Since the anthrax scare last fall, there have been calls for the federal government to set up a National Vaccine Authority. Hoover fellow Henry I. Miller and Sam Kazman explain why that would be a mistake—with deadly consequences.
The spate of anthrax-laden letters following closely
on the terrorist attacks of September 11, 2001, was the first significant use of biological agents in the United States by terrorists. It is certainly cause for concern, but so is one proposed government response: federalizing vaccine production, a recommendation contained in two independent reports released last November by the Institute of Medicine (IOM) and the Gilmore Commission, the federal advisory panel on terrorism.
The IOM calls for the creation of a National Vaccine Authority that would have sweeping responsibilities, including market research, setting priorities, control of intellectual property rights, conducting in-house research and development, and financing clinical trials of candidate vaccines. Similarly, the Gilmore Commission recommends "the establishment of a government-owned, contractor-operated national facility for the research, development, and production of vaccines for specified infections." Dismissing a primary role for the private sector, it argues that "direct government ownership or sponsorship is likely to be the only reasonable answer for producing vaccines" for such diseases as anthrax and smallpox.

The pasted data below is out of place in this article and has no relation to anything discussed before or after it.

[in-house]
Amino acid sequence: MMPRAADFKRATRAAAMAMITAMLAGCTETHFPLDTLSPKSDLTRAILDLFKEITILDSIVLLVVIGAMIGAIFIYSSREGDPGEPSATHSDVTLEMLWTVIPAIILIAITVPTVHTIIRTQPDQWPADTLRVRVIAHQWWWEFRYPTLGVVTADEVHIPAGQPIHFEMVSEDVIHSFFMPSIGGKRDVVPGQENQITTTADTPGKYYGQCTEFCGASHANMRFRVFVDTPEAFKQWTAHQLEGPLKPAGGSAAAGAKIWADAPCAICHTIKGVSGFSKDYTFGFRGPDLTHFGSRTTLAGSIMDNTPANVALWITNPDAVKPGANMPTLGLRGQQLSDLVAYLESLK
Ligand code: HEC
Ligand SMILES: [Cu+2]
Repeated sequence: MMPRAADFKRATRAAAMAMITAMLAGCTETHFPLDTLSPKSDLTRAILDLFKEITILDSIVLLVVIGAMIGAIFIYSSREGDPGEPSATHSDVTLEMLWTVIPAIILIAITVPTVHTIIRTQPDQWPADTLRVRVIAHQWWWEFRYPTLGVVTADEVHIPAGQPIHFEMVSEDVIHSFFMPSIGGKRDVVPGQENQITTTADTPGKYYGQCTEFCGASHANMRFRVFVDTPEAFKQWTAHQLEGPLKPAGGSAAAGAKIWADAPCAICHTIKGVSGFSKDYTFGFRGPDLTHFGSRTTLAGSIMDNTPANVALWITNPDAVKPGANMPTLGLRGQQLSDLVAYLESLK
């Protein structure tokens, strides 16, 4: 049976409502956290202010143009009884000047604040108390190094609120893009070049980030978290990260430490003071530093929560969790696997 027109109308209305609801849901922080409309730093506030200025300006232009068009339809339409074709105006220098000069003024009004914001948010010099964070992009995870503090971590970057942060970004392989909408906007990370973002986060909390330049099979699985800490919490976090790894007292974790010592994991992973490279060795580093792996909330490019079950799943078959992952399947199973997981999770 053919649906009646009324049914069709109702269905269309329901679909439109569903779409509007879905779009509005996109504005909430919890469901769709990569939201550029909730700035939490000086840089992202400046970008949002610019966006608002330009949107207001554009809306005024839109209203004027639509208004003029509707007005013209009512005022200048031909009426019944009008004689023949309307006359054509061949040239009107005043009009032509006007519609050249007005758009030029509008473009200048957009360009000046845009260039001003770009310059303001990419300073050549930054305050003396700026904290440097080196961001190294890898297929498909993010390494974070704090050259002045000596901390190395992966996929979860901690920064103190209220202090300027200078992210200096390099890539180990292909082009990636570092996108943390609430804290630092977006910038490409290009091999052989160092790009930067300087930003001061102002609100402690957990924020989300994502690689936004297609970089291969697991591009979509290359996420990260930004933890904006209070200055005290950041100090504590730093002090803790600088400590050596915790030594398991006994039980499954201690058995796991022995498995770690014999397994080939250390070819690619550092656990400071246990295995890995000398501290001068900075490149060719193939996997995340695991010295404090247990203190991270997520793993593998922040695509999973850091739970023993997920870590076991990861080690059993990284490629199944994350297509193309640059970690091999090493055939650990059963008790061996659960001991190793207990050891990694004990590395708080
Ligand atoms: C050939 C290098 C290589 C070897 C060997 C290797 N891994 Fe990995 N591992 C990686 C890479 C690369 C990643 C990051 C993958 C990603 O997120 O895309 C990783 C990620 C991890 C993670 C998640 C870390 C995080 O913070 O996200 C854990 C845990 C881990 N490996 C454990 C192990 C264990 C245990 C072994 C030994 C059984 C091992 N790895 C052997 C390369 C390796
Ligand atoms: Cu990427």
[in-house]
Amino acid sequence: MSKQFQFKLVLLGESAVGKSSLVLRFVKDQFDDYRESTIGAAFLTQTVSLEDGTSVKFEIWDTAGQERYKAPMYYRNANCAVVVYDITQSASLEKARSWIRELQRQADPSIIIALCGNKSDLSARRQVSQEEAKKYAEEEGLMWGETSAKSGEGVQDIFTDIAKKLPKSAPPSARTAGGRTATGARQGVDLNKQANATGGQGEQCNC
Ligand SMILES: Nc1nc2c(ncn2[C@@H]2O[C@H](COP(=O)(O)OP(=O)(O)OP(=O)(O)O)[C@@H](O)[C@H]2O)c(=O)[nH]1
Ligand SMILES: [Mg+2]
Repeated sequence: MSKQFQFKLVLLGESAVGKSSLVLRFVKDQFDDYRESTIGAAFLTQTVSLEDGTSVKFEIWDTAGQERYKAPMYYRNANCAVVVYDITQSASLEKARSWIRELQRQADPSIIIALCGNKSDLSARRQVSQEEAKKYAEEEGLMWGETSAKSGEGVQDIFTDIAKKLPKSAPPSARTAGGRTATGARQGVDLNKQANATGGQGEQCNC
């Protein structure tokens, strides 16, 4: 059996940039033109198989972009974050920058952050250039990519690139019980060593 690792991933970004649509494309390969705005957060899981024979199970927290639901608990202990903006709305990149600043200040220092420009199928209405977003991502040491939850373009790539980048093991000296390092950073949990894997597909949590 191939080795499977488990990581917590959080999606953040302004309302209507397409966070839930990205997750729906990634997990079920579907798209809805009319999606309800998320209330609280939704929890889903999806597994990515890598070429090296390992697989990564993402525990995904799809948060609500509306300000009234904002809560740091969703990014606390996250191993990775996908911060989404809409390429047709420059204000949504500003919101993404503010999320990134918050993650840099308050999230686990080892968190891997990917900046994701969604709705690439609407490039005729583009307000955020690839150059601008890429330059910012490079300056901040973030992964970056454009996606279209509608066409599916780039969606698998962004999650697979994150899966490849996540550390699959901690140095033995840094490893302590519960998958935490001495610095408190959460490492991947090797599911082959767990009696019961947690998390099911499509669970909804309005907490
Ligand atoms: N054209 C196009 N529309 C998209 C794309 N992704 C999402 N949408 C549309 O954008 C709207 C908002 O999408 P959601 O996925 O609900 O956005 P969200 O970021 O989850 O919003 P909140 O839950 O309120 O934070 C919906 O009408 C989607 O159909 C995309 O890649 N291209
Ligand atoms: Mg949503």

"Federalizing the vaccine industry would be at best unnecessary—and, more likely, dangerously counterproductive."